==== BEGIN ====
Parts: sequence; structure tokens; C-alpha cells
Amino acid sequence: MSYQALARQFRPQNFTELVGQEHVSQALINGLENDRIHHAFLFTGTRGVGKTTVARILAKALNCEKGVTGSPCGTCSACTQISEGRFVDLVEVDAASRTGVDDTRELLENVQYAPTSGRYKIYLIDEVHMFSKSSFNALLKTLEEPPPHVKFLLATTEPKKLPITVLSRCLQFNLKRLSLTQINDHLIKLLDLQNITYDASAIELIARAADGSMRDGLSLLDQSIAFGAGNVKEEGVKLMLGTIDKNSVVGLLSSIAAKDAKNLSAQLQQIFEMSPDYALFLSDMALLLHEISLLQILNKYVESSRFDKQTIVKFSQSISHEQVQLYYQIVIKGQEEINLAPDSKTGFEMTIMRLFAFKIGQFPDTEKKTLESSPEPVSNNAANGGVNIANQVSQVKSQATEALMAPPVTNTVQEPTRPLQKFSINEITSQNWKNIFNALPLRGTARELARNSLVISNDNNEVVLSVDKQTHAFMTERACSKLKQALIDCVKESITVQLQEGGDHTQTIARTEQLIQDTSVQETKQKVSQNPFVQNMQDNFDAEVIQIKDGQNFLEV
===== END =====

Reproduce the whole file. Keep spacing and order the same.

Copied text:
Parts: sequence; structure tokens; C-alpha cells
Amino acid sequence: MSYQALARQFRPQNFTELVGQEHVSQALINGLENDRIHHAFLFTGTRGVGKTTVARILAKALNCEKGVTGSPCGTCSACTQISEGRFVDLVEVDAASRTGVDDTRELLENVQYAPTSGRYKIYLIDEVHMFSKSSFNALLKTLEEPPPHVKFLLATTEPKKLPITVLSRCLQFNLKRLSLTQINDHLIKLLDLQNITYDASAIELIARAADGSMRDGLSLLDQSIAFGAGNVKEEGVKLMLGTIDKNSVVGLLSSIAAKDAKNLSAQLQQIFEMSPDYALFLSDMALLLHEISLLQILNKYVESSRFDKQTIVKFSQSISHEQVQLYYQIVIKGQEEINLAPDSKTGFEMTIMRLFAFKIGQFPDTEKKTLESSPEPVSNNAANGGVNIANQVSQVKSQATEALMAPPVTNTVQEPTRPLQKFSINEITSQNWKNIFNALPLRGTARELARNSLVISNDNNEVVLSVDKQTHAFMTERACSKLKQALIDCVKESITVQLQEGGDHTQTIARTEQLIQDTSVQETKQKVSQNPFVQNMQDNFDAEVIQIKDGQNFLEV